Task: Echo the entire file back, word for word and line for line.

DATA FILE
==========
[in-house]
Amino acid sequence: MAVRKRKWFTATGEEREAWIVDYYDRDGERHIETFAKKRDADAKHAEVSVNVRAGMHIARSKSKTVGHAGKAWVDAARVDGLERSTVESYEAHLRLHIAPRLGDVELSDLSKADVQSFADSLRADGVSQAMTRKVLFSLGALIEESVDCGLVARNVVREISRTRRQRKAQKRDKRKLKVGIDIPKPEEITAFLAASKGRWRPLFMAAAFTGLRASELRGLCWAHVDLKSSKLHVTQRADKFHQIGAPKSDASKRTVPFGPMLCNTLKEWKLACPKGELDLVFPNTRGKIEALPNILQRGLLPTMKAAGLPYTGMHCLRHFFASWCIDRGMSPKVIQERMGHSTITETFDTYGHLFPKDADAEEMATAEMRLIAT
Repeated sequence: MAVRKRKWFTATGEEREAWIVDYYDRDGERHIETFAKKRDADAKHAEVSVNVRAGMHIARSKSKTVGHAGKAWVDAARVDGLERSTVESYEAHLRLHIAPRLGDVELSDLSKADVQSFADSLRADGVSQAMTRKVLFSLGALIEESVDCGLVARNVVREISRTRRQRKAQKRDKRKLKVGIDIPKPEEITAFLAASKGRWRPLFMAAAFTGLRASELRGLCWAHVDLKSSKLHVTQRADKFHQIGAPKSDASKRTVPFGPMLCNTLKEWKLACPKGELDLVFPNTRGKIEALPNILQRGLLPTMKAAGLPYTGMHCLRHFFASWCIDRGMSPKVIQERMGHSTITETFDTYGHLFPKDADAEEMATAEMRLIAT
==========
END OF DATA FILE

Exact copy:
[in-house]
Amino acid sequence: MAVRKRKWFTATGEEREAWIVDYYDRDGERHIETFAKKRDADAKHAEVSVNVRAGMHIARSKSKTVGHAGKAWVDAARVDGLERSTVESYEAHLRLHIAPRLGDVELSDLSKADVQSFADSLRADGVSQAMTRKVLFSLGALIEESVDCGLVARNVVREISRTRRQRKAQKRDKRKLKVGIDIPKPEEITAFLAASKGRWRPLFMAAAFTGLRASELRGLCWAHVDLKSSKLHVTQRADKFHQIGAPKSDASKRTVPFGPMLCNTLKEWKLACPKGELDLVFPNTRGKIEALPNILQRGLLPTMKAAGLPYTGMHCLRHFFASWCIDRGMSPKVIQERMGHSTITETFDTYGHLFPKDADAEEMATAEMRLIAT
Repeated sequence: MAVRKRKWFTATGEEREAWIVDYYDRDGERHIETFAKKRDADAKHAEVSVNVRAGMHIARSKSKTVGHAGKAWVDAARVDGLERSTVESYEAHLRLHIAPRLGDVELSDLSKADVQSFADSLRADGVSQAMTRKVLFSLGALIEESVDCGLVARNVVREISRTRRQRKAQKRDKRKLKVGIDIPKPEEITAFLAASKGRWRPLFMAAAFTGLRASELRGLCWAHVDLKSSKLHVTQRADKFHQIGAPKSDASKRTVPFGPMLCNTLKEWKLACPKGELDLVFPNTRGKIEALPNILQRGLLPTMKAAGLPYTGMHCLRHFFASWCIDRGMSPKVIQERMGHSTITETFDTYGHLFPKDADAEEMATAEMRLIAT